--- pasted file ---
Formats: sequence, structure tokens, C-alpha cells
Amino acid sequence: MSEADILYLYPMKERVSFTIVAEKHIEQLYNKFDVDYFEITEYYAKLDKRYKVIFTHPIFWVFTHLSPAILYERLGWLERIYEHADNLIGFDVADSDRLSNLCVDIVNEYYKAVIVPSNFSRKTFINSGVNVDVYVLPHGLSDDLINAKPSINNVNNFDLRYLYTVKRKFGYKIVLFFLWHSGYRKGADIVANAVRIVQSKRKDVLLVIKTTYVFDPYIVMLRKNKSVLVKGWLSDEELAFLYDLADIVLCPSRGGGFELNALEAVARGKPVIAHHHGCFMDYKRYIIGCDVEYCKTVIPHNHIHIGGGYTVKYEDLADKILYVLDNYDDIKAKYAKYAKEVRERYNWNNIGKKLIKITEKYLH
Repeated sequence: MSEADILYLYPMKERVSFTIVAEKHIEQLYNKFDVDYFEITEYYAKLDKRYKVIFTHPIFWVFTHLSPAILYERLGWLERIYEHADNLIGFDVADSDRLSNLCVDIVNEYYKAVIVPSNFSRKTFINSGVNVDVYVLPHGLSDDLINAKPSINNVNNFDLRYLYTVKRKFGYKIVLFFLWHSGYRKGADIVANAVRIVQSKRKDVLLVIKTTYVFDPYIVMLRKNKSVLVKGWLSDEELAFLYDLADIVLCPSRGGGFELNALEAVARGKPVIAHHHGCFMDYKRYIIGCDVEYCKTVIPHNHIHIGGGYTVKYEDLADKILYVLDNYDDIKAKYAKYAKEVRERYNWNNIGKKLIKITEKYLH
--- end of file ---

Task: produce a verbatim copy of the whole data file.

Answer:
Formats: sequence, structure tokens, C-alpha cells
Amino acid sequence: MSEADILYLYPMKERVSFTIVAEKHIEQLYNKFDVDYFEITEYYAKLDKRYKVIFTHPIFWVFTHLSPAILYERLGWLERIYEHADNLIGFDVADSDRLSNLCVDIVNEYYKAVIVPSNFSRKTFINSGVNVDVYVLPHGLSDDLINAKPSINNVNNFDLRYLYTVKRKFGYKIVLFFLWHSGYRKGADIVANAVRIVQSKRKDVLLVIKTTYVFDPYIVMLRKNKSVLVKGWLSDEELAFLYDLADIVLCPSRGGGFELNALEAVARGKPVIAHHHGCFMDYKRYIIGCDVEYCKTVIPHNHIHIGGGYTVKYEDLADKILYVLDNYDDIKAKYAKYAKEVRERYNWNNIGKKLIKITEKYLH
Repeated sequence: MSEADILYLYPMKERVSFTIVAEKHIEQLYNKFDVDYFEITEYYAKLDKRYKVIFTHPIFWVFTHLSPAILYERLGWLERIYEHADNLIGFDVADSDRLSNLCVDIVNEYYKAVIVPSNFSRKTFINSGVNVDVYVLPHGLSDDLINAKPSINNVNNFDLRYLYTVKRKFGYKIVLFFLWHSGYRKGADIVANAVRIVQSKRKDVLLVIKTTYVFDPYIVMLRKNKSVLVKGWLSDEELAFLYDLADIVLCPSRGGGFELNALEAVARGKPVIAHHHGCFMDYKRYIIGCDVEYCKTVIPHNHIHIGGGYTVKYEDLADKILYVLDNYDDIKAKYAKYAKEVRERYNWNNIGKKLIKITEKYLH